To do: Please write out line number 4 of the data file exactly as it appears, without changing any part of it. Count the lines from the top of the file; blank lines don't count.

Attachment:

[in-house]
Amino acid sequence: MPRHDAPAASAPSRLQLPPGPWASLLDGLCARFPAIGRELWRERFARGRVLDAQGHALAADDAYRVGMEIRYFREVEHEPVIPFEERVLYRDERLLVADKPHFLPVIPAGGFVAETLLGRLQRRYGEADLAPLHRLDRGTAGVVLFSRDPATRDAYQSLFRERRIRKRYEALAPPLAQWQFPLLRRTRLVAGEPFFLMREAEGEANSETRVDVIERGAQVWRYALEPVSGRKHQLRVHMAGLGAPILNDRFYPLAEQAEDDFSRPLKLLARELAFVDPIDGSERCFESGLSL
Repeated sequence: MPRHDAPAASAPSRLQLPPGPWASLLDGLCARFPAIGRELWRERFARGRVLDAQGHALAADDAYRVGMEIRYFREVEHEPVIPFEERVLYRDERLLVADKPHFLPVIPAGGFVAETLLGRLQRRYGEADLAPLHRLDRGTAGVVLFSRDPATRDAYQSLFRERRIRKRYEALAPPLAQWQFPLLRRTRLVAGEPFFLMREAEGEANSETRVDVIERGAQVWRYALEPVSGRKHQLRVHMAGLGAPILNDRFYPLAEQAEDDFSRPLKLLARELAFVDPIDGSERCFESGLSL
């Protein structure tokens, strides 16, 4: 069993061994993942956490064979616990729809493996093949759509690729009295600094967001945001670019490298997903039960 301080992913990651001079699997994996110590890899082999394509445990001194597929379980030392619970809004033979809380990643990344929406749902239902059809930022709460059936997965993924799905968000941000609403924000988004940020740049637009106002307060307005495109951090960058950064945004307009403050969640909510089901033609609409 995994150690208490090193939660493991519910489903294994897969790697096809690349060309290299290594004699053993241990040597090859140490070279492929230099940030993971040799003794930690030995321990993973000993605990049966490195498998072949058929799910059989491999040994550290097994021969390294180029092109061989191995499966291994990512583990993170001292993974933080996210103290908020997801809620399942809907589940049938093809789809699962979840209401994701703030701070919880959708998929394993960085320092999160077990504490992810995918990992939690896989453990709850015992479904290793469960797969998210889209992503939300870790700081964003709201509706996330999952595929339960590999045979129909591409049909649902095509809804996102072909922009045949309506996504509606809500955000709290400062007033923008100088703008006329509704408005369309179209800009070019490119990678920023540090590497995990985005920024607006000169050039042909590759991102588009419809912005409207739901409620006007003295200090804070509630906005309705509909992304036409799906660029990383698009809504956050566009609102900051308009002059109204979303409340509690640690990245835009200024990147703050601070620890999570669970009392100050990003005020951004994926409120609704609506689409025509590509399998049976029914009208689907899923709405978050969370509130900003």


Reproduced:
């Protein structure tokens, strides 16, 4: 069993061994993942956490064979616990729809493996093949759509690729009295600094967001945001670019490298997903039960 301080992913990651001079699997994996110590890899082999394509445990001194597929379980030392619970809004033979809380990643990344929406749902239902059809930022709460059936997965993924799905968000941000609403924000988004940020740049637009106002307060307005495109951090960058950064945004307009403050969640909510089901033609609409 995994150690208490090193939660493991519910489903294994897969790697096809690349060309290299290594004699053993241990040597090859140490070279492929230099940030993971040799003794930690030995321990993973000993605990049966490195498998072949058929799910059989491999040994550290097994021969390294180029092109061989191995499966291994990512583990993170001292993974933080996210103290908020997801809620399942809907589940049938093809789809699962979840209401994701703030701070919880959708998929394993960085320092999160077990504490992810995918990992939690896989453990709850015992479904290793469960797969998210889209992503939300870790700081964003709201509706996330999952595929339960590999045979129909591409049909649902095509809804996102072909922009045949309506996504509606809500955000709290400062007033923008100088703008006329509704408005369309179209800009070019490119990678920023540090590497995990985005920024607006000169050039042909590759991102588009419809912005409207739901409620006007003295200090804070509630906005309705509909992304036409799906660029990383698009809504956050566009609102900051308009002059109204979303409340509690640690990245835009200024990147703050601070620890999570669970009392100050990003005020951004994926409120609704609506689409025509590509399998049976029914009208689907899923709405978050969370509130900003």